The monsters are dragged out of their coffins for the last time here. Chaney now looks kind of gaunt, and his Wolfman makeup isn’t as good as usual; he plays it entirely straight, though, and comes away with a little more dignity than usual. Glenn Strange is still lumpen as the monster, but his bulk makes him look good, at least (interesting that he’s the headline monster given that he gets the least to do).

Bela Lugosi returns as Dracula – this is the only time he played the role on screen after the original movie. It’s nice to have him back, even though he’s visibly older. Lugosi’s career plumbed the depths in the late 40s and 50s, but he was never less than committed to any part he played. He’s not bad at the comedy here, although it’s annoying that he can be seen in a mirror at one point. It’s not a bad send-off for these characters, since they’d pretty much descended into parody anyway.
Blu-ray

With seven films, things vary a bit, but the quality is pretty high considering their ages. The first Dracula looks the best; I guess it had the most spent on restoring it, as it’s more famous. You can pretty much count the pores on Lugosi’s face, should you choose. There’s some variation in quality between scenes, but that always seems to be the way with movies of its vintage. The other films look good too, although to my eye Son of Dracula and maybe Abbott and Costello looked a bit less pristine. There’s surprisingly little damage to any of the films, though the Spanish Dracula does have a few sections with some fairly heavy scratching.

Dracula and Abbott and Costello have had standalone releases already, and they’re the only disks to have extras. The best is probably a documentary about Lugosi, which includes clips from lots of his movies. There’s also a documentary about the making of the first film, which looks kind of cheap and dated (they really go overboard on the crappy video effects in the title sequence). And there’s a documentary about Abbott and Costello Meet Frankenstein, which is a bit too reverent for my taste.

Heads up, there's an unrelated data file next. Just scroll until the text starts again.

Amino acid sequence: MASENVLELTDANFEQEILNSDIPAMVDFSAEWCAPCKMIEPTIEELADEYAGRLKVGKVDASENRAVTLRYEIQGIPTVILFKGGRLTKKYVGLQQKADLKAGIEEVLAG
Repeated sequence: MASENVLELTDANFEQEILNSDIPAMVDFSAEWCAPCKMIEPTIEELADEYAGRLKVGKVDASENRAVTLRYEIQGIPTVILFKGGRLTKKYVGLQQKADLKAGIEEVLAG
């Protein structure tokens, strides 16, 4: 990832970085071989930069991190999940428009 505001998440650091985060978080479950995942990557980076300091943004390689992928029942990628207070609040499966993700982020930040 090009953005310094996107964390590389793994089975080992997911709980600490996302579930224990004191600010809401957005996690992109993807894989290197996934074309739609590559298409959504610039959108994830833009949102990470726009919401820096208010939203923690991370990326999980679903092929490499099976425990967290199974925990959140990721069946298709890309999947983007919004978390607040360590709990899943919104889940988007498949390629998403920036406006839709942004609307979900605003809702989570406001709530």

Universal have released four ‘monster legacy’ sets in the last few months – Dracula, Frankenstein, The Wolfman, and The Mummy. Annoyingly, there’s a lot of overlap. The last three films appear in the Drac, Frankenstein, and Wolfman boxsets, meaning completists have to spend a lot of extra money for replicated disks if they want to get everything. This is especially annoying since they’ll probably just release a big everything-in-one-place boxset eventually, with a few other film series thrown in. Well, I guess I didn’t have to buy them all…

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Comments on this review

  • anonymili published 05/08/2017
    E.
  • Pointress published 01/08/2017
    That's quite a collection! Fangtastic
  • 16BitFlash published 22/07/2017
    Can't believe I missed this first time out - I've got the old DVD version of this. I love the old Universal Monster films, even if the actual quality ones are vastly outnumbered by disposable sequels. Very well covered!
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Product Information : Dracula: Complete Legacy Collection (Blu-ray)

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Product Details

Actor(s) (Last name, First name): Lugosi, Bela

Director(s): Tod Browning

DVD Region: Blu-ray

EAN: 5053083117412

Classification: 12 years and over

Production Year: 1931